Sydney NSW, Australia
For your information


Source: WA Department of Primary Industries and Regional Development (DPIRD) [summ. Mod.DHA, edited]

Oat growers are to look out for red leather leaf (RLL) in oat crops, which was confirmed in Western Australia [WA] for the 1st time in 2021. The disease has been present in south eastern Australia for many years and can impact yield and quality in oaten hay and grain crops.

DPIRD [Department of Primary Industries and Regional Development] detected the disease in samples from south western WA as part of general crop surveillance. They said, given the geographic spread, it was likely the disease had been present for more than one season. The disease is stubble borne and could easily be confused with other foliar diseases. Continuous oat crops in cooler, higher rainfall environments are at greatest risk.

There are no fungicides currently registered for RLL in oats, however fungicides registered in oats for other foliar diseases have been shown to reduce disease severity in eastern Australia.
Communicated by:

[Red leather leaf (RLL) of oats is caused by the fungus _Neospermospora avenae_. It has not been reported on any other host, but may be a major constraint to oat production in affected areas. Losses are due to reduction of grain and hay yield and quality. Symptoms may include small leaf lesions surrounded by chlorotic zones; lesions later become necrotic, forming holes; red-brown ("leather") discolouration and stiffening of leaves; necrosis of leaf margins. RLL is favoured by wet seasonal conditions and was found uncommon in low rainfall zones.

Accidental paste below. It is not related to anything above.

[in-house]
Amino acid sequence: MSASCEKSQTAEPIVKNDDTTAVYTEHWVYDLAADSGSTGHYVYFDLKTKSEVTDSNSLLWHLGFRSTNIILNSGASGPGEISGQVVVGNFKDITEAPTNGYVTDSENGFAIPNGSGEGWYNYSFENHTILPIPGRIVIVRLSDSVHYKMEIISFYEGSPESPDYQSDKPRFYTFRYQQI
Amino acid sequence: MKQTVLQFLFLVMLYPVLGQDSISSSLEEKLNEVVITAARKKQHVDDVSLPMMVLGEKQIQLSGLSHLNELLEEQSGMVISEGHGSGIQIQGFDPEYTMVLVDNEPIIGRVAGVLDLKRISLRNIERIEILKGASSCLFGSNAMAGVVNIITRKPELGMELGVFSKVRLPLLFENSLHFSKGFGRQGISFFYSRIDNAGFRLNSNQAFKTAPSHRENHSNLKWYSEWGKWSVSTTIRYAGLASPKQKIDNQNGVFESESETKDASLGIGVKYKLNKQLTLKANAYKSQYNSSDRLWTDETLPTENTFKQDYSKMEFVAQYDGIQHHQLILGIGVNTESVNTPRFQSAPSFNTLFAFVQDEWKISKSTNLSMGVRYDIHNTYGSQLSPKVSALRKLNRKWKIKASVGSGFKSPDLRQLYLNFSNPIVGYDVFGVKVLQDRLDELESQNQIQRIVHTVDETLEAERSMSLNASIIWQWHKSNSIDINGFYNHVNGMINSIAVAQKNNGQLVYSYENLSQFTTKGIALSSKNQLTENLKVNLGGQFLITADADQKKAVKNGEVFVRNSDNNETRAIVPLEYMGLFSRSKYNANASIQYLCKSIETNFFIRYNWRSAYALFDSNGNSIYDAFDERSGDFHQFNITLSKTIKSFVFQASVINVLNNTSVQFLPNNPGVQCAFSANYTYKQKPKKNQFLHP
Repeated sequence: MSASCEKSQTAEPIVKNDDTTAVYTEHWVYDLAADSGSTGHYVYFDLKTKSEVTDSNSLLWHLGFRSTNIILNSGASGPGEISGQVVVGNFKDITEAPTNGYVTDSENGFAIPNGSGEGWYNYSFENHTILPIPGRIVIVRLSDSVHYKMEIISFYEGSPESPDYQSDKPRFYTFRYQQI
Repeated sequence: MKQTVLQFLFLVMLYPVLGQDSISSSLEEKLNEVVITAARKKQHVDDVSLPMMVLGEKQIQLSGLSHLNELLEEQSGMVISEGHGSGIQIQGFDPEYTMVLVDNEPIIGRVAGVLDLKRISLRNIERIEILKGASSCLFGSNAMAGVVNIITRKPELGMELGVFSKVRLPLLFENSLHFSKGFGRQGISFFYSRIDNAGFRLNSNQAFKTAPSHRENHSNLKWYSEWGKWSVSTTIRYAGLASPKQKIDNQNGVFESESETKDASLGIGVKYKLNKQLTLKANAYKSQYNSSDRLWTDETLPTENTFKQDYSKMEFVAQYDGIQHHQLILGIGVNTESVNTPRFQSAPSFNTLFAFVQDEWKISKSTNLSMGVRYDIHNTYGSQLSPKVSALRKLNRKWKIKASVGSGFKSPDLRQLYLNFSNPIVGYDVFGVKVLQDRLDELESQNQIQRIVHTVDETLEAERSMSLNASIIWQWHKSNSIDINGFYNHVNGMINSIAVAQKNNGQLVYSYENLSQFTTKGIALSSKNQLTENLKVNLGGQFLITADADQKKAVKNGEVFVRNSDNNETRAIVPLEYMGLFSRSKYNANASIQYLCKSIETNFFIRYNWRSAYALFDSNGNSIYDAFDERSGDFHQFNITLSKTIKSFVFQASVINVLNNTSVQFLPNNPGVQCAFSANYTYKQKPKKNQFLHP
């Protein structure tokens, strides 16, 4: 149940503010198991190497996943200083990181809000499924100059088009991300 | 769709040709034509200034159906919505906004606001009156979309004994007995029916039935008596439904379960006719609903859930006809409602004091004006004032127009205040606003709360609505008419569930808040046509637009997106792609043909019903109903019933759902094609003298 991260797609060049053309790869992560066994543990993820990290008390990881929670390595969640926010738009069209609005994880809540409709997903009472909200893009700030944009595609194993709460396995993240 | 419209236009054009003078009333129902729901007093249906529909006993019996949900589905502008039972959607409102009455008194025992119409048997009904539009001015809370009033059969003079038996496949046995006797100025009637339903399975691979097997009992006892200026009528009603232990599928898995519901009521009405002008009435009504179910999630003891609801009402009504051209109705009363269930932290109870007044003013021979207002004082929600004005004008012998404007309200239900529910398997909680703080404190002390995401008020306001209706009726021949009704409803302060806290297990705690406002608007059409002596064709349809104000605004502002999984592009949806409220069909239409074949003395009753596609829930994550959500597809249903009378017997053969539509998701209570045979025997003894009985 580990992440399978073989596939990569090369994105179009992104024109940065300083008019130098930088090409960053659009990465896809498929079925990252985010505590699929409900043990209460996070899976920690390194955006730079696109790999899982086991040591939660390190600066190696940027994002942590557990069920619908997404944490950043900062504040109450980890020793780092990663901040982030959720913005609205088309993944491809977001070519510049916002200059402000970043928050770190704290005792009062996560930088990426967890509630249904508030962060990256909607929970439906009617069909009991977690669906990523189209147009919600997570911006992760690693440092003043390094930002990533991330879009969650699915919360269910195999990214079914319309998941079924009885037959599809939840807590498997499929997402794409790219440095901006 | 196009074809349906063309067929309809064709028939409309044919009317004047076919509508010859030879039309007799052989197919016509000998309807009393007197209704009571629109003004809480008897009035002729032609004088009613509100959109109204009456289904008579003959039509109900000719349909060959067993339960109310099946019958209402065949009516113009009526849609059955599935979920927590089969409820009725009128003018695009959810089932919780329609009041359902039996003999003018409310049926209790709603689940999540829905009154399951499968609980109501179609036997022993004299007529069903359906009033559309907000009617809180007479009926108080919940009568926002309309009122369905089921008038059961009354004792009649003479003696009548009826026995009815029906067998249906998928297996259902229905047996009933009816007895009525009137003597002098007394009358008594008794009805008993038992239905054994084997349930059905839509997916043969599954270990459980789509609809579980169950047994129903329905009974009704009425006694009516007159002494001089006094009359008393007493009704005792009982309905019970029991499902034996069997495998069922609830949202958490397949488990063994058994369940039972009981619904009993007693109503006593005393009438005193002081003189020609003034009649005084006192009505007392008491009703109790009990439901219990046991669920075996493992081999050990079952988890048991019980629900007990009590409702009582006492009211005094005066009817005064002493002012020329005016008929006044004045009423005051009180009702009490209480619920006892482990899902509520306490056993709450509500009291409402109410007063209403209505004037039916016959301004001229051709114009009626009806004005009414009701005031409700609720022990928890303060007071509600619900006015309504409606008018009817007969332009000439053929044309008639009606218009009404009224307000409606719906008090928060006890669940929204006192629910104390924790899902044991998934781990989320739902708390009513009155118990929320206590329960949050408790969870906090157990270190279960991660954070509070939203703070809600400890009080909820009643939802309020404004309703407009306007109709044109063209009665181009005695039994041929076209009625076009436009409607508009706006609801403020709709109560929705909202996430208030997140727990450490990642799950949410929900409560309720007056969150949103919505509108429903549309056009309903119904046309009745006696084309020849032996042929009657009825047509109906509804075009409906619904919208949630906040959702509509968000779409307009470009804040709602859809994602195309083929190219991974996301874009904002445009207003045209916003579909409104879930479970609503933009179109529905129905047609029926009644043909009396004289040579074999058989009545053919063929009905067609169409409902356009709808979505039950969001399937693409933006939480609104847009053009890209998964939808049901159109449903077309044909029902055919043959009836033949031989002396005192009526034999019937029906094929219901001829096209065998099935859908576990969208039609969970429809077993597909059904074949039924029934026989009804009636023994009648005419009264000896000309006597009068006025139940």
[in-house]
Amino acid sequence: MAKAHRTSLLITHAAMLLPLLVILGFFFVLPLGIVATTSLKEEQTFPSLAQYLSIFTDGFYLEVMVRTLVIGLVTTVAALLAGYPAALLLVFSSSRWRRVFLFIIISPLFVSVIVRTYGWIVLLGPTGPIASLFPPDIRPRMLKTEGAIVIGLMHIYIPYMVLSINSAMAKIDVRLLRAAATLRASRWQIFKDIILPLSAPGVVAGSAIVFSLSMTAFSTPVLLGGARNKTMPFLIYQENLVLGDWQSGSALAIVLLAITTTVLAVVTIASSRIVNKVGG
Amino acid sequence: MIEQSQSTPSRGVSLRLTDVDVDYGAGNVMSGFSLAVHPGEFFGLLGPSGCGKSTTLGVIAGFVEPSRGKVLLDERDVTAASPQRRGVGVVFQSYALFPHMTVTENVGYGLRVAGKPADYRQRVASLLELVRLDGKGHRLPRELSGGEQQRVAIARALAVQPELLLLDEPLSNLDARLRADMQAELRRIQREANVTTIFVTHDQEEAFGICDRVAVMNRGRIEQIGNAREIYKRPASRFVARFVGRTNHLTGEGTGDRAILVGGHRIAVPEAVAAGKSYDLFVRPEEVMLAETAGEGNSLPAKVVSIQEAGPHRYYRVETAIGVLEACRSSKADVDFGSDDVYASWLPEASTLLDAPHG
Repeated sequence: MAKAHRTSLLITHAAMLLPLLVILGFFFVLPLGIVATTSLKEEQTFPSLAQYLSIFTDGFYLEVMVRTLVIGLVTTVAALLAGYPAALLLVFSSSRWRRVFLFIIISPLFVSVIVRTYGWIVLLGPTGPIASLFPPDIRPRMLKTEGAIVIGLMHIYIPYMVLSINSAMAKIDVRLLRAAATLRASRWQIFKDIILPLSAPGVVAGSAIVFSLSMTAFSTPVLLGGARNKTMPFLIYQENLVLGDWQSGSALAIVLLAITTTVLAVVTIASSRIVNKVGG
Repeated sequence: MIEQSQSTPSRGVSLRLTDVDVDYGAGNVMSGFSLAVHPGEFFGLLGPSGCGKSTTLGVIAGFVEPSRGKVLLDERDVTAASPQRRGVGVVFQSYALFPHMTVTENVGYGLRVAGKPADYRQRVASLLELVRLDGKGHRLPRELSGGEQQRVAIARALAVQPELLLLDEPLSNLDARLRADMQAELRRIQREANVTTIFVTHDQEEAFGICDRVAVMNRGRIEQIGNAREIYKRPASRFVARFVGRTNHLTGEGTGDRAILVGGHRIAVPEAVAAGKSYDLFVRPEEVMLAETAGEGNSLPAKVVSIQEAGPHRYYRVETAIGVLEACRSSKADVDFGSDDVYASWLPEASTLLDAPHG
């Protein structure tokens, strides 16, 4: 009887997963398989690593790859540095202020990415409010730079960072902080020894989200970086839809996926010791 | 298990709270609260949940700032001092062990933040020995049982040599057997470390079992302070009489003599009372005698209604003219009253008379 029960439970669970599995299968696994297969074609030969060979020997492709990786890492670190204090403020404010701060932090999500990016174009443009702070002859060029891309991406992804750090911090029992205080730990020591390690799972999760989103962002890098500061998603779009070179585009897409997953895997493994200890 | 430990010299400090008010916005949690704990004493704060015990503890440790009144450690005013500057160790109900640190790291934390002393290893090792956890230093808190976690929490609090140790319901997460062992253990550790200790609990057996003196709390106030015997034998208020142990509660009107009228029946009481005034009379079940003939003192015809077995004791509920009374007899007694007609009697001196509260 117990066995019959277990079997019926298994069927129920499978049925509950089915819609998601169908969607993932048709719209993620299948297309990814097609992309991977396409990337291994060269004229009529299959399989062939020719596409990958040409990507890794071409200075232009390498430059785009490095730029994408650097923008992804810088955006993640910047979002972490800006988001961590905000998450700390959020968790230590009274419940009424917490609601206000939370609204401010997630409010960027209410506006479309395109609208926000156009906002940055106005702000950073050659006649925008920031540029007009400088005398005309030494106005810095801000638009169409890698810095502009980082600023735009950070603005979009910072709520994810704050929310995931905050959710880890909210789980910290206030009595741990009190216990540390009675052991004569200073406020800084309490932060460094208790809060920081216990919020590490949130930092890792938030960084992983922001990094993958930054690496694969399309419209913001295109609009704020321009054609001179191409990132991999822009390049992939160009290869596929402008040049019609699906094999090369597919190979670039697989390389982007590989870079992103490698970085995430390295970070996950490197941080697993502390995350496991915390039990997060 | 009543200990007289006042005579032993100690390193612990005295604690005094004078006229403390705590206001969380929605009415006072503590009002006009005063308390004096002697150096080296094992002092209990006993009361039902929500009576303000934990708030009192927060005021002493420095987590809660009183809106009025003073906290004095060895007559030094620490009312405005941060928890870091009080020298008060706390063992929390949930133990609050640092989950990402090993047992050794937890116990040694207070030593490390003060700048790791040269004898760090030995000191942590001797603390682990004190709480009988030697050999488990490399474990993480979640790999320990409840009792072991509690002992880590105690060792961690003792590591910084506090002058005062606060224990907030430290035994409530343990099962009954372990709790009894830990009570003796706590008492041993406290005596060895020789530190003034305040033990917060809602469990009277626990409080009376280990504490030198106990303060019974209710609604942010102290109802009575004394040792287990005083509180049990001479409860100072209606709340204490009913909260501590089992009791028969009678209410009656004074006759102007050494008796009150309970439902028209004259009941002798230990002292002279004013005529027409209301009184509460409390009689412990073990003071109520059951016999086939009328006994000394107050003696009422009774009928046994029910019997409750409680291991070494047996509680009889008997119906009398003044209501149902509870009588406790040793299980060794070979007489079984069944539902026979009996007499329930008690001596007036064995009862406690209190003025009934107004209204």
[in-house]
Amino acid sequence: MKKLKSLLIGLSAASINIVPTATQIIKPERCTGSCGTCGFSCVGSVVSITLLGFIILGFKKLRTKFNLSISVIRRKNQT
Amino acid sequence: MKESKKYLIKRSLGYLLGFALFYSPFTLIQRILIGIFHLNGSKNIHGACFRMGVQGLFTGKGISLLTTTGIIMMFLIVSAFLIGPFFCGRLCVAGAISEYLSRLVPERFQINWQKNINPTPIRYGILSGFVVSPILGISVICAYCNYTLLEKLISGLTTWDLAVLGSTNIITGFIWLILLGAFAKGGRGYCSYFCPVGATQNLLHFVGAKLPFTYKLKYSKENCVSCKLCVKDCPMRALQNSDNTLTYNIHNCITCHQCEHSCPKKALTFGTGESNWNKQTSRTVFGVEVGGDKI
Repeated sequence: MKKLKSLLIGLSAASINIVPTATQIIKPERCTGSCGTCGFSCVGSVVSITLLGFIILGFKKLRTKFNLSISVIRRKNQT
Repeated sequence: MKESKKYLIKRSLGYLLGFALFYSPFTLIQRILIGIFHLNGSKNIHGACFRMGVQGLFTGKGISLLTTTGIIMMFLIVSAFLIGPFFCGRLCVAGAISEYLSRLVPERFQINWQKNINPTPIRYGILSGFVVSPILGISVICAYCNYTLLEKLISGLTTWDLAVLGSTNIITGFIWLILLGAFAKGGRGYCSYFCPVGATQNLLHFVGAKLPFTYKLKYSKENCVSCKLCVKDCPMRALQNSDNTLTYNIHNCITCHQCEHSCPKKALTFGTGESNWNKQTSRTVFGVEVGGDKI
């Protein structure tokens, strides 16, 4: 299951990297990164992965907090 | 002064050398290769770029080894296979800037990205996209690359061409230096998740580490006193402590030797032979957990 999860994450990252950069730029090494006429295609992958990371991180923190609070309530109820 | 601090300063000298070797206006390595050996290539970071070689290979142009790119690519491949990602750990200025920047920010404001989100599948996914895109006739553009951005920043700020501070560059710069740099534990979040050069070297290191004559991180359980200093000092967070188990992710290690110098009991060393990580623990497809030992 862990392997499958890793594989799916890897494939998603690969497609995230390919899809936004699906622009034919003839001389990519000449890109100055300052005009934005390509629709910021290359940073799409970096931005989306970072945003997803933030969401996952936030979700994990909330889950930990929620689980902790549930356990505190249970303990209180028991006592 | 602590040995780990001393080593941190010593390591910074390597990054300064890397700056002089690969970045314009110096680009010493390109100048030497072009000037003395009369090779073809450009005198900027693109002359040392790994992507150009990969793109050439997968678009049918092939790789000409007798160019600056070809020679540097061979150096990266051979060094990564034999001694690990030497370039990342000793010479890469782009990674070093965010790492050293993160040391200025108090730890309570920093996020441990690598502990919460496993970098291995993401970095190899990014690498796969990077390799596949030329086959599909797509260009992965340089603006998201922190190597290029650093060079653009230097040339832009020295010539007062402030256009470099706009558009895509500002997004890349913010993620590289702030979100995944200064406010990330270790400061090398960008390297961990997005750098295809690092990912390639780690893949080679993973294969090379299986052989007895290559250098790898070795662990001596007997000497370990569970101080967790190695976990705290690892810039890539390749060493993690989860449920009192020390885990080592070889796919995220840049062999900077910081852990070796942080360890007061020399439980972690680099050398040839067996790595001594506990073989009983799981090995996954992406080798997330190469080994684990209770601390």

RLL epidemiology and pathogen life cycle are not well understood so far. The fungus survives in stubble and other crop residue for several years; infection of new crops is likely to occur via spores produced in crop residue and infected plants. Disease management may include crop rotation for several seasons; some foliar fungicides, if applied with correct timing, found to suppress RLL symptoms but not to eliminate the pathogen for complete disease control; use of crop varieties with lower RLL sensitivity to reduce losses.

Spread of many pathogens to WA is being prevented by the extensive desert and dryland areas isolating the state from the eastern regions. WA has specific biosecurity regulations to prevent introductions from eastern areas. Nevertheless, some incursions still occur, another recent example being blueberry rust (ProMED post 20220517.8703302).

Australia (with states): and,289

RLL symptoms on oat:,, and

Information on RLL of oat:,,,,, and via
_N. avenae_ taxonomy & synonyms: and
- Mod.DHA]


No responses yet...